Back in the early days, a motorbike was an engine, two wheels, handlebars, and a seat. Nice and simple. And then someone inverted marketing. So now we have motorcycles for all purposes and images.
Big ones, small ones, fat ones, thin ones, sporty ones, rugged ones, practical ones, and more than a few highly impractical ones too. What follows is a simple guide to the different types.
Motorcycling at its most simple. A flexible engine in a simple chassis with an upright, comfortable riding position and no screen or additional bodywork.
Street bikes come in all sizes and are reasonably priced because they often share bits with other bikes … which helps keep the costs down.
Suzuki’s Bandit range (600/650cc and 1200/1250cc) has been around for 16 years and bikes are cheap new and used.
Honda’s CBF range (600cc and 1000cc) are easy to ride and built to last, but a little pricier.
Kawasaki’s ER-5 and ER-6 are both excellent too, while Ducati’s Monster range is superb for riders with a little more experience because the engine’s power delivery and sportier chassis design takes a bit more getting used to.
Yamaha’s XJR1300 is a superb machine too, although maybe a bit too quick for new riders.
Most things, apart from sustained high-speed riding (because the wind pressure makes your neck and shoulders ache) and foul weather (because there’s absolutely no protection from the elements).
The upright riding position gives excellent visibility over the traffic in town, allowing you to spot the gaps, and the wide handlebars give plenty of leverage for easy steering.
Plus, the upright riding position makes it more comfortable for your passenger too who won’t be perched two feet above your head like on a sports bike.
Most street bikes also have a flexible engine giving a broad spread of power over a wide range of revs.
Not so good for:
Long motorway journeys at high speed or long distances in cold, wet weather.
Basic chassis and suspension design means you can’t go chasing sports bikes down a bumpy, twisty B-road.
Sports bikes get the latest high tech first, have the most powerful engines, best brakes and suspension. Many are close to being proper race bikes on the road.
Thrilling to ride on the right roads, but can be too focused and uncomfortable when the speeds drop.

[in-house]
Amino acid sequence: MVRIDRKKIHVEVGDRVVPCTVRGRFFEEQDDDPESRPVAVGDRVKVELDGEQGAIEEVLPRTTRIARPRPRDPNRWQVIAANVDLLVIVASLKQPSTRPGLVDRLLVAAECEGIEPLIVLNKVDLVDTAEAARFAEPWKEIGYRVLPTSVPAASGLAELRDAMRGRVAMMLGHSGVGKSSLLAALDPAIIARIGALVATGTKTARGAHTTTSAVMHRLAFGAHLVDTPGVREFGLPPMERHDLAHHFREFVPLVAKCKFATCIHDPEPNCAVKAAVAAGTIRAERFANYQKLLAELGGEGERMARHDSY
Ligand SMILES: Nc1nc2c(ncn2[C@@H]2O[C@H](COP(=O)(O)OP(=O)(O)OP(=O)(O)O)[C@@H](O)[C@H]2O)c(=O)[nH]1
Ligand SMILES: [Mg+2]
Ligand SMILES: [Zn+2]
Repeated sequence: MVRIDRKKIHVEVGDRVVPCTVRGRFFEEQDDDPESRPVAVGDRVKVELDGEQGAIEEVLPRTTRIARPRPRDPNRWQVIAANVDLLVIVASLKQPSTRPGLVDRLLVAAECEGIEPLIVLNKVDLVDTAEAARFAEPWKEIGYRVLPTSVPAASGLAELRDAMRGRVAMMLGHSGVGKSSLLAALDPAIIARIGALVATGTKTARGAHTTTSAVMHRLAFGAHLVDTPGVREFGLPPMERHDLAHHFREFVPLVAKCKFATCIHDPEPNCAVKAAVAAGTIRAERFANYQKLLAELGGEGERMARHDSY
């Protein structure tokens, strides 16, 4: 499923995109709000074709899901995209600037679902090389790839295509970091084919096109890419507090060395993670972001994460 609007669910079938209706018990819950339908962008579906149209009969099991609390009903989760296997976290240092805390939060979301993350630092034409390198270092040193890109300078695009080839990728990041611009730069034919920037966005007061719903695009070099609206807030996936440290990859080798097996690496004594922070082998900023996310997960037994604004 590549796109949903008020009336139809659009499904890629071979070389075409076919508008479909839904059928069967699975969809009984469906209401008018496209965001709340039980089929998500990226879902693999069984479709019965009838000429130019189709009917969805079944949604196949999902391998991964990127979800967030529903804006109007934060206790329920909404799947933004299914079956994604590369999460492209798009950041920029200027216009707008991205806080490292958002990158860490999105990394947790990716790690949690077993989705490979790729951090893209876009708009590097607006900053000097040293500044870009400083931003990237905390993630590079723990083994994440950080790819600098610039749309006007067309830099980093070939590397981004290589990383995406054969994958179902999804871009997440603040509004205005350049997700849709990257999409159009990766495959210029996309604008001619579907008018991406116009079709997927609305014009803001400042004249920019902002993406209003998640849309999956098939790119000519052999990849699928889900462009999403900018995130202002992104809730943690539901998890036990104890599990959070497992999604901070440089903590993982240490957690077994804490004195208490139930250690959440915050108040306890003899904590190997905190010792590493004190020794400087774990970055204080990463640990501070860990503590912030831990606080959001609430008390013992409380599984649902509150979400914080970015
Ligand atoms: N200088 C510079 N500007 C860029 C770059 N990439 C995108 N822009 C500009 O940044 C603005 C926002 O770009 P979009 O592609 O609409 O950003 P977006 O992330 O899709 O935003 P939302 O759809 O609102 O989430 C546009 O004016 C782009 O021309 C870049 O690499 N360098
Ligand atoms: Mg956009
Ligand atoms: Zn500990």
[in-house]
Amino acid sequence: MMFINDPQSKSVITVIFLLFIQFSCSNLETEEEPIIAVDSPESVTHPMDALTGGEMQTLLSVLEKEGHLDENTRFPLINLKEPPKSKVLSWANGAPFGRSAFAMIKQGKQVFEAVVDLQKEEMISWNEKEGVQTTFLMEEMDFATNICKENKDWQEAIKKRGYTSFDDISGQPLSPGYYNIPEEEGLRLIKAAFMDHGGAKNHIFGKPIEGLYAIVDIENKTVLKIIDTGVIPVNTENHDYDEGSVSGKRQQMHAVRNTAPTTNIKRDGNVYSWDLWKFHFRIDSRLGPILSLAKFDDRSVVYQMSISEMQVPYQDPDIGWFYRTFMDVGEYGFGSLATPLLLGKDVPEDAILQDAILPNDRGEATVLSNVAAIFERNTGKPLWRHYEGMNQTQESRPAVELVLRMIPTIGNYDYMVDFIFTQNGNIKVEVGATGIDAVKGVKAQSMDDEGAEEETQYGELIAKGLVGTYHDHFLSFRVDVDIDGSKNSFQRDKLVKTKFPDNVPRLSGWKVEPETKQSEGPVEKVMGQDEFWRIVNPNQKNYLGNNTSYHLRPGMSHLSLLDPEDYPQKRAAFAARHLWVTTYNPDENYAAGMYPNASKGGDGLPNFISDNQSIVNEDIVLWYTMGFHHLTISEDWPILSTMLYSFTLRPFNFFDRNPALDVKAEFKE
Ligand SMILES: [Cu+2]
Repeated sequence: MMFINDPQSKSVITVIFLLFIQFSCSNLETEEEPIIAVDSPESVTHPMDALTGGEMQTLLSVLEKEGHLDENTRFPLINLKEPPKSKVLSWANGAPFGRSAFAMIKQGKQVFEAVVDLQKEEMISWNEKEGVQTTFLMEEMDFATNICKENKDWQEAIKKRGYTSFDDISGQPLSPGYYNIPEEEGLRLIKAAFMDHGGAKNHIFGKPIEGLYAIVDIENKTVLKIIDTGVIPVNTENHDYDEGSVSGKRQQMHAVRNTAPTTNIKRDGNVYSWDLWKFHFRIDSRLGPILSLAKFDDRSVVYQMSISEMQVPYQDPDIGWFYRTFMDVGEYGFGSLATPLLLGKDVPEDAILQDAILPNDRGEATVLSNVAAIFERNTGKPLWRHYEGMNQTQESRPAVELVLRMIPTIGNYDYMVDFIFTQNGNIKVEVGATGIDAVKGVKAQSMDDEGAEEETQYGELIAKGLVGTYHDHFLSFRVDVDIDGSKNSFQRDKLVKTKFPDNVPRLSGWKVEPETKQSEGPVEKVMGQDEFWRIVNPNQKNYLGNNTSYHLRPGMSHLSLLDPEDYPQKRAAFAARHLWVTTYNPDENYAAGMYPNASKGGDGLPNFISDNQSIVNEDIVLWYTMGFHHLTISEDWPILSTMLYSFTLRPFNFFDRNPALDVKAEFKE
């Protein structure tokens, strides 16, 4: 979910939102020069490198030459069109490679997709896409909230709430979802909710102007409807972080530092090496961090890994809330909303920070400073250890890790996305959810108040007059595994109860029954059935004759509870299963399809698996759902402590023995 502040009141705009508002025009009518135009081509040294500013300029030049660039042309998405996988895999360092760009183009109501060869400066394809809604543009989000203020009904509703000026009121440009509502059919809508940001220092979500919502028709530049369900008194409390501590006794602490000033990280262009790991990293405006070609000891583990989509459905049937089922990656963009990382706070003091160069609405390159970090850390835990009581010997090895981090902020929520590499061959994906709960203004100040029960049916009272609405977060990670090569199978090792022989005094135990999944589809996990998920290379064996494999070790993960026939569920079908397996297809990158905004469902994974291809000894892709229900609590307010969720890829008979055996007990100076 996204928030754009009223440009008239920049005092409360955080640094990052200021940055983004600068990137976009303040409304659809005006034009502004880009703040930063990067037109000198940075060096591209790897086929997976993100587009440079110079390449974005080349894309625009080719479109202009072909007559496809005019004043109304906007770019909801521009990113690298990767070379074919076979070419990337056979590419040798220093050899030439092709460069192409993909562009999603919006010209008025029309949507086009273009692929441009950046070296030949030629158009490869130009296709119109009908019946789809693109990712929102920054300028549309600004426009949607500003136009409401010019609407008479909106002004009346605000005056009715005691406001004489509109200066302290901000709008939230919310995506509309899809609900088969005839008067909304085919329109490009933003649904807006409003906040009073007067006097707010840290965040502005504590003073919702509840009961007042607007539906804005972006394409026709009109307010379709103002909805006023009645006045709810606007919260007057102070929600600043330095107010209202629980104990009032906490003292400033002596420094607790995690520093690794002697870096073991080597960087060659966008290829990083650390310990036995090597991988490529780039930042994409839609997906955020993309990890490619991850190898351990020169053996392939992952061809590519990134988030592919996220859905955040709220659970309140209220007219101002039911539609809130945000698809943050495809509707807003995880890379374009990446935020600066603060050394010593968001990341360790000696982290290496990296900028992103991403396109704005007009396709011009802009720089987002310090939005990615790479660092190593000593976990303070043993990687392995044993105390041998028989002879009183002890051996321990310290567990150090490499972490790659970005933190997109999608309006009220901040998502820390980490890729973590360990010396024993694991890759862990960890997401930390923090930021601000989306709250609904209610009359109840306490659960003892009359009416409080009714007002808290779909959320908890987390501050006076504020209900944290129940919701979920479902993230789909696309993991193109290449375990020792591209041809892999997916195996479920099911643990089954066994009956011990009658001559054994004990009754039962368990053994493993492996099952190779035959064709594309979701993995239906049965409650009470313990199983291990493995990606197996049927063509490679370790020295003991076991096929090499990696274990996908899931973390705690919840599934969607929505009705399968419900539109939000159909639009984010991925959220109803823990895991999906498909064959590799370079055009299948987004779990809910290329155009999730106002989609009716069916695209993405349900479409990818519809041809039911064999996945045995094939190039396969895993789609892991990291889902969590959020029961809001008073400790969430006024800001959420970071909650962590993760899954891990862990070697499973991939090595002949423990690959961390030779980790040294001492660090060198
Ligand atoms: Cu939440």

For new riders wanting a new bike, it’s probably something like Honda’s CBR250R or maybe the CBR600F if you’re feeling confident.
Kawasaki’s Ninja 250R is a good choice as is its ER-6F. 400cc sports bikes were popular a few years back. A good one is still a joy to ride but many are tired now and need a complete overhaul.
Suzuki’s GSX-Rs, Yamaha’s YZF-Rs and Kawasaki’s ZX range are superb for the experienced rider but can be a little sharp steering and peaky for new riders.
We’d suggest building confidence for your first summer on something a little less extreme.
Stunning acceleration, the most thrills per pound on the planet and defying gravity around corners.
Sports bikes get the latest high tech and some of them are just about practical enough for day to day use too, while still blowing the cobwebs away on a Sunday morning thrash around the lanes.
Not so good for:
The real wrold. Cramped riding positions give perfect control for concerning but aching backs, wrists and necks everywhere else.
A modern 1000cc sports bike does 130mph… in second gear. Small fuel tanks mean frequent fill-ups and insurance is expensive because plenty get stolen.
Less focused than a sports bike, not quite as heavy or bulbous as a fullblown tourer. Sports tourers are a compromise, often built around a former sports bike overtaken by technology.
Flexible engines, reasonable comfort, but sprightly in the corners too, with decent suspension and brakes.
Honda’s VFR750 and 800 have always been well regarded.
Triumph’s Sprint ST is another excellent bike, although both are maybe a little ambitious for a first big bike.